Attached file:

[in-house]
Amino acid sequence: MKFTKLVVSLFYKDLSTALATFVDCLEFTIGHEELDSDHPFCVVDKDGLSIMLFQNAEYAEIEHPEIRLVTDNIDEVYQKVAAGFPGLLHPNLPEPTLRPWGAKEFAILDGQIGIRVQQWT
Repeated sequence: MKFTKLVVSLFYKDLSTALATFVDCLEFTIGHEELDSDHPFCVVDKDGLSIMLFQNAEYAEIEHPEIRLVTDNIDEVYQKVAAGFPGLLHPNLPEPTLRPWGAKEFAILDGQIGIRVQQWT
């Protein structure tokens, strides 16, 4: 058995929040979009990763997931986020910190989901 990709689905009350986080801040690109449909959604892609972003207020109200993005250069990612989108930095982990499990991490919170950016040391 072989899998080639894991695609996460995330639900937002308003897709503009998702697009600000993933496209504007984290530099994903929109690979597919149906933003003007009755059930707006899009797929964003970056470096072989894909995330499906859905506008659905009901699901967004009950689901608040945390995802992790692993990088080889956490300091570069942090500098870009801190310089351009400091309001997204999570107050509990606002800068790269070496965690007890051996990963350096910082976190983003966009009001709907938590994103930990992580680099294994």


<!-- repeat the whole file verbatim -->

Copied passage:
[in-house]
Amino acid sequence: MKFTKLVVSLFYKDLSTALATFVDCLEFTIGHEELDSDHPFCVVDKDGLSIMLFQNAEYAEIEHPEIRLVTDNIDEVYQKVAAGFPGLLHPNLPEPTLRPWGAKEFAILDGQIGIRVQQWT
Repeated sequence: MKFTKLVVSLFYKDLSTALATFVDCLEFTIGHEELDSDHPFCVVDKDGLSIMLFQNAEYAEIEHPEIRLVTDNIDEVYQKVAAGFPGLLHPNLPEPTLRPWGAKEFAILDGQIGIRVQQWT
């Protein structure tokens, strides 16, 4: 058995929040979009990763997931986020910190989901 990709689905009350986080801040690109449909959604892609972003207020109200993005250069990612989108930095982990499990991490919170950016040391 072989899998080639894991695609996460995330639900937002308003897709503009998702697009600000993933496209504007984290530099994903929109690979597919149906933003003007009755059930707006899009797929964003970056470096072989894909995330499906859905506008659905009901699901967004009950689901608040945390995802992790692993990088080889956490300091570069942090500098870009801190310089351009400091309001997204999570107050509990606002800068790269070496965690007890051996990963350096910082976190983003966009009001709907938590994103930990992580680099294994």